Much research documents the correlation between homelessness and mental illness. Often, existing research focuses on deficits that live at the intersection of these phenomena. The present study utilizes a sense of community (SOC) framework to interrogate the ways in which formerly homeless individuals with serious mental illness perceive and experience community in supportive housing. Through focus groups with 18 consumers, this study contextualizes dimensions of SOC (membership, emotional connection, needs fulfillment, and influence) for the aforementioned population. Analysis of focus group data produced 16 themes and subthemes that support and extend our understanding of SOC for a population often conceptualized as isolated and alone. Implications for policy and practice emphasize: (1) the importance of supportive housing communities and the call for policymakers to increase funding for such programing; and, (2) that practitioners facilitate housing members’ voices to effectuate change in supportive housing and increase SOC.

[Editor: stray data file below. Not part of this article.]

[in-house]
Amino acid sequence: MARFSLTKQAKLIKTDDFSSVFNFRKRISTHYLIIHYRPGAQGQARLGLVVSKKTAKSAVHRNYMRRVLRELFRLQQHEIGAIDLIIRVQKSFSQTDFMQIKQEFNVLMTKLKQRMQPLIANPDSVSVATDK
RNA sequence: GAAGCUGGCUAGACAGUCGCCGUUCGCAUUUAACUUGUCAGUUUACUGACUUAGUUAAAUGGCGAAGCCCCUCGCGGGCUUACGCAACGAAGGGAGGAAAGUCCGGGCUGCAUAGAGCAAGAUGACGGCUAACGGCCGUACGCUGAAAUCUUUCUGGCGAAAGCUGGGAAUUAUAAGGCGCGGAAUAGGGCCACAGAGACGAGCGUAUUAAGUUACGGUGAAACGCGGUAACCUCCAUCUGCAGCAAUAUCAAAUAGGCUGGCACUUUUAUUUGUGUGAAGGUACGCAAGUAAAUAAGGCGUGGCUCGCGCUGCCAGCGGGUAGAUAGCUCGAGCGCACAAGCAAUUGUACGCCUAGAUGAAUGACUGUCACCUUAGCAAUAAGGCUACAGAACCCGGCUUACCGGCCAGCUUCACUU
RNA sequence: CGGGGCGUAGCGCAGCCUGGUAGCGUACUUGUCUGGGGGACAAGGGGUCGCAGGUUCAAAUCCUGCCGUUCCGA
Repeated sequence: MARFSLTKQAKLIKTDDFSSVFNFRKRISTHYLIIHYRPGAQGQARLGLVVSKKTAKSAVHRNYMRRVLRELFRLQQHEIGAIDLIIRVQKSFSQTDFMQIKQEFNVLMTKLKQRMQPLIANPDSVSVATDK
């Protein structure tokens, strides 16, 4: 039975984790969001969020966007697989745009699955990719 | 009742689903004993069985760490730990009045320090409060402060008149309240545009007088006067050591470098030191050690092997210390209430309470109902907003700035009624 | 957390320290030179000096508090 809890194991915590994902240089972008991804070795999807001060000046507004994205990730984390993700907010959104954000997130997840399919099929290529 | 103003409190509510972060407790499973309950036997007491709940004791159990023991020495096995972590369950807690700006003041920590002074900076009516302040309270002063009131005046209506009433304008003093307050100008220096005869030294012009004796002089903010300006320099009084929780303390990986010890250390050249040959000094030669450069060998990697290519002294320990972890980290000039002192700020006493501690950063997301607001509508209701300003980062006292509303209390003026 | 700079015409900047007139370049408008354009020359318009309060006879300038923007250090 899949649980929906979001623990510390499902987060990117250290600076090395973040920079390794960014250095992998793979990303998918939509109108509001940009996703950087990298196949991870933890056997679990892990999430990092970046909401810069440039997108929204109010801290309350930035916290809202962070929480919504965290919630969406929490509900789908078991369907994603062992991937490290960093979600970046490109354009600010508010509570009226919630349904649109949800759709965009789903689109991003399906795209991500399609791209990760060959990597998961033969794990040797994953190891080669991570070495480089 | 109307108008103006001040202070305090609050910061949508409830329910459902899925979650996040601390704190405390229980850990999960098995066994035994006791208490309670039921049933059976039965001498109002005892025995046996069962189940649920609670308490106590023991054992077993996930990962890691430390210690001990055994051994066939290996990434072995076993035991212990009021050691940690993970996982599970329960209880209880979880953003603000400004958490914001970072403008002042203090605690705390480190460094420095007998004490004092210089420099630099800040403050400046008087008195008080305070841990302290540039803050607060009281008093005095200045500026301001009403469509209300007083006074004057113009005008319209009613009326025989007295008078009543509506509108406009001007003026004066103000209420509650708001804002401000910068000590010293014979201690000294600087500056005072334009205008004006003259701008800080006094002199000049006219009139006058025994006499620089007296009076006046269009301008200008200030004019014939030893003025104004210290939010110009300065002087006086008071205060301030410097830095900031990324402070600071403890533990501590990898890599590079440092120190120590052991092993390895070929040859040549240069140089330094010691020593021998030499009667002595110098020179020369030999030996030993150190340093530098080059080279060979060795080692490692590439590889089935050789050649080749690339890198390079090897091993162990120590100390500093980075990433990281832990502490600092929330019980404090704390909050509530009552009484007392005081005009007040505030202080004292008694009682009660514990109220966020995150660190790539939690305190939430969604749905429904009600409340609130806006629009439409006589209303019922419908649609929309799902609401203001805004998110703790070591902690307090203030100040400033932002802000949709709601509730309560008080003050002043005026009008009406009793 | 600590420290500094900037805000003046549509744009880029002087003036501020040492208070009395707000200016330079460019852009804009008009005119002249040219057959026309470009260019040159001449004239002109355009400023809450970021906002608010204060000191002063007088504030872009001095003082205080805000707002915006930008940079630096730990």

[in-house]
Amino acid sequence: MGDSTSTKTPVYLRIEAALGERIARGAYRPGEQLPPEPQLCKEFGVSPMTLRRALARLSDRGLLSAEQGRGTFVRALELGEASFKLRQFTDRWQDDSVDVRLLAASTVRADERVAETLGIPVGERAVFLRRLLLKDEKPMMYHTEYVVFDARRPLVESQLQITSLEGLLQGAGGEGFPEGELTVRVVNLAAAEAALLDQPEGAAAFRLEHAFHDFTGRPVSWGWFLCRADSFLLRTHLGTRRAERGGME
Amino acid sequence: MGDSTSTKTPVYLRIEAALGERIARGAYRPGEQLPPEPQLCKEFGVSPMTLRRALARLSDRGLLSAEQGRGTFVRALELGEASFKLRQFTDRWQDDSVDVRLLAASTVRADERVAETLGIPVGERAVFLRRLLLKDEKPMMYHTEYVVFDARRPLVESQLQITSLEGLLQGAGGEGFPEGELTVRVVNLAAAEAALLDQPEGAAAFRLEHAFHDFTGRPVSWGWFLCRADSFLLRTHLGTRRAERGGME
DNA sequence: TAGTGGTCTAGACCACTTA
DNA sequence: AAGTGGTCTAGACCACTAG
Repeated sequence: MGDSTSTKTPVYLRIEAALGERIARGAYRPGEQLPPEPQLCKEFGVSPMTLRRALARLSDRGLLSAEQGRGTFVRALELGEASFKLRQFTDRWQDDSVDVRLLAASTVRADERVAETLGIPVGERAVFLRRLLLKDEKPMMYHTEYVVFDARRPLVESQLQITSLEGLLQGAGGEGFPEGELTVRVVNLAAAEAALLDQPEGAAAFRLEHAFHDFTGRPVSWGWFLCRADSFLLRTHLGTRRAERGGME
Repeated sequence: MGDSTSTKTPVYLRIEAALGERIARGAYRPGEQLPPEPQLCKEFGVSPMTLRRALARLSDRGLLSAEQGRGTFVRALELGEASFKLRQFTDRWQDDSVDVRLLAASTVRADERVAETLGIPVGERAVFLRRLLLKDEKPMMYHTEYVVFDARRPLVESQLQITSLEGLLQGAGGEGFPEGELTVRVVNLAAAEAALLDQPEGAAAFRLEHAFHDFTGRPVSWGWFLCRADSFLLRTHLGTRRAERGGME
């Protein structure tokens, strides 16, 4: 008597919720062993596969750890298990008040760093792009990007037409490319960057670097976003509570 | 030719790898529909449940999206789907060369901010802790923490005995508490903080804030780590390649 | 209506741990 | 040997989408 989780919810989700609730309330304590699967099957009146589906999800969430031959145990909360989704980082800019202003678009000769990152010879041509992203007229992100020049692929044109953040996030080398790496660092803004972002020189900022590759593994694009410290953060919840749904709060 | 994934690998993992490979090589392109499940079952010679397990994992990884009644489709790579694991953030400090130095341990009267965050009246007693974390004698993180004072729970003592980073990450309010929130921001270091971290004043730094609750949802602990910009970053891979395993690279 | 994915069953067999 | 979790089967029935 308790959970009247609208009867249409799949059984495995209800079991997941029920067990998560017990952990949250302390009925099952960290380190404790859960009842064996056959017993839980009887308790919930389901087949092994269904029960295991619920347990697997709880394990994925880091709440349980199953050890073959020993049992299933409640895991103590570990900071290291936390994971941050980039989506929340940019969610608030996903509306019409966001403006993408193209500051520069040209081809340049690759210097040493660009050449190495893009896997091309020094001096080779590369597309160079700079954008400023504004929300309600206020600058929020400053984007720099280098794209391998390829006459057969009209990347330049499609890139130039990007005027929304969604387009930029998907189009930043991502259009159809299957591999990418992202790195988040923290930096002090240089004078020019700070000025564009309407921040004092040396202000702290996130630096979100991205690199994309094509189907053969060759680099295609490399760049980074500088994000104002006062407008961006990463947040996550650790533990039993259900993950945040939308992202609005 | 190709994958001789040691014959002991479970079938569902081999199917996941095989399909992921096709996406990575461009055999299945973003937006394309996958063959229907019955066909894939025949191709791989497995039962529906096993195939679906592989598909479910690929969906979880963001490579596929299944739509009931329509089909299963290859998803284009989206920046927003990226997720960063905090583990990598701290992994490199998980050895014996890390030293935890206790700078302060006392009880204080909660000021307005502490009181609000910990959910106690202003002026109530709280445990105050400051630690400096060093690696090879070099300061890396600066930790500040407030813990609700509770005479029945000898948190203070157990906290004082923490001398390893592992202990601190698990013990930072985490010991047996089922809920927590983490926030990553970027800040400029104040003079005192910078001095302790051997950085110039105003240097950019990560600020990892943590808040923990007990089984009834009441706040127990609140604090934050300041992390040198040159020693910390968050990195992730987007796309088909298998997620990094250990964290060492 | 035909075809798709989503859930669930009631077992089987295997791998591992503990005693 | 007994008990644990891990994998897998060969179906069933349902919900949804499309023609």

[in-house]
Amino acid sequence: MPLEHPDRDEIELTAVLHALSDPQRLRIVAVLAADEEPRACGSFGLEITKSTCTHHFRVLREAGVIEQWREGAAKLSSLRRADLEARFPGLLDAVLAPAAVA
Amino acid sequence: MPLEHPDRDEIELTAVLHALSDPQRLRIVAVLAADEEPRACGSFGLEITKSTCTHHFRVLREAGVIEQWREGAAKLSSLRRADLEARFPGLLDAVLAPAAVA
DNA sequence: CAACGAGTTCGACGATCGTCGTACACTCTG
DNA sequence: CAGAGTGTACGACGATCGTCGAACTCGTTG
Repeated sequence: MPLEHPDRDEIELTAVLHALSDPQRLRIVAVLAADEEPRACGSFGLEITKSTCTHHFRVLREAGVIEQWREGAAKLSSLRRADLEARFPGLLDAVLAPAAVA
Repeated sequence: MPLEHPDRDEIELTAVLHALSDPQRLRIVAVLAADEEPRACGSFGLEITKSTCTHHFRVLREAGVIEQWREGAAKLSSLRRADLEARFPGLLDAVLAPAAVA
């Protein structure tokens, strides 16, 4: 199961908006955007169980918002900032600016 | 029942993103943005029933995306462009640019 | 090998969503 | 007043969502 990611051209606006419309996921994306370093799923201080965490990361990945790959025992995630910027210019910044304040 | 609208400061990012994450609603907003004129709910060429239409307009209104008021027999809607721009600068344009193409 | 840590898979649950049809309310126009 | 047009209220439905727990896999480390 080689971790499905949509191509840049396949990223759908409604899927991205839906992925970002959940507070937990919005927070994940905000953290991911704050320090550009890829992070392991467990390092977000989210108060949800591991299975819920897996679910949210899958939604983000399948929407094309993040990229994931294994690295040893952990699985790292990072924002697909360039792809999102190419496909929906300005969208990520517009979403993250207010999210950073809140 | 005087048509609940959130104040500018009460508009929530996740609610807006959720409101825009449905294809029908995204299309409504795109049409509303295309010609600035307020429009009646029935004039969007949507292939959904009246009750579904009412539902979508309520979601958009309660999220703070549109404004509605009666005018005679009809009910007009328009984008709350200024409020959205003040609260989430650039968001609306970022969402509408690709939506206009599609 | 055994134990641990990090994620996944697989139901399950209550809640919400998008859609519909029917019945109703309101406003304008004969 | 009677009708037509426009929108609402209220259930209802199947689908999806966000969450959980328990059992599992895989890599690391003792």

|Number of pages||9|
|Journal||Journal of Social Distress and the Homeless|
|State||Published - 24 Feb 2017|
- Housing first
- Sense of community
- Serious mental illness
- Supportive housing